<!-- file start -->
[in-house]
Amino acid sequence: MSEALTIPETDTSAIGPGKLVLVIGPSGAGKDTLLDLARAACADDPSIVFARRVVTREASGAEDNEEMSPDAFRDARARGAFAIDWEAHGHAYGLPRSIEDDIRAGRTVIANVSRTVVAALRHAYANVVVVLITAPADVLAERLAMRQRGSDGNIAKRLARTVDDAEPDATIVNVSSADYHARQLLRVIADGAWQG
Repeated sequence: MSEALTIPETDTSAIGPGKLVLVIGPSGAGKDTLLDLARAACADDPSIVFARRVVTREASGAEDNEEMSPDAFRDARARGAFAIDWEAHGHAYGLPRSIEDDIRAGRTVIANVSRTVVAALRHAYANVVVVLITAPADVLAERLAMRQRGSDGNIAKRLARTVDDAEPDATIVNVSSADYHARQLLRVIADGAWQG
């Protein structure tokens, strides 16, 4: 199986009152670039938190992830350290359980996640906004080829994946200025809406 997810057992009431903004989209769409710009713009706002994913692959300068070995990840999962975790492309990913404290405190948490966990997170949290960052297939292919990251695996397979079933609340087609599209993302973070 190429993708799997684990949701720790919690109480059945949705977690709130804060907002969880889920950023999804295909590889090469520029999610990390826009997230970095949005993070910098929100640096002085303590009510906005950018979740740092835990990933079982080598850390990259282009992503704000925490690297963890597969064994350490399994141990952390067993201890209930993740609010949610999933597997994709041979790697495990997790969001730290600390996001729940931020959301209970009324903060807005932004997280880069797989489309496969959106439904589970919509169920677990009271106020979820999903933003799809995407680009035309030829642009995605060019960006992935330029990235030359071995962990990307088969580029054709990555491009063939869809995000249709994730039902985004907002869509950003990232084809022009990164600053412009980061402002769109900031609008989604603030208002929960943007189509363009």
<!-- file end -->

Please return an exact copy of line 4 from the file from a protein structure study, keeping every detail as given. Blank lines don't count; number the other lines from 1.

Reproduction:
């Protein structure tokens, strides 16, 4: 199986009152670039938190992830350290359980996640906004080829994946200025809406 997810057992009431903004989209769409710009713009706002994913692959300068070995990840999962975790492309990913404290405190948490966990997170949290960052297939292919990251695996397979079933609340087609599209993302973070 190429993708799997684990949701720790919690109480059945949705977690709130804060907002969880889920950023999804295909590889090469520029999610990390826009997230970095949005993070910098929100640096002085303590009510906005950018979740740092835990990933079982080598850390990259282009992503704000925490690297963890597969064994350490399994141990952390067993201890209930993740609010949610999933597997994709041979790697495990997790969001730290600390996001729940931020959301209970009324903060807005932004997280880069797989489309496969959106439904589970919509169920677990009271106020979820999903933003799809995407680009035309030829642009995605060019960006992935330029990235030359071995962990990307088969580029054709990555491009063939869809995000249709994730039902985004907002869509950003990232084809022009990164600053412009980061402002769109900031609008989604603030208002929960943007189509363009």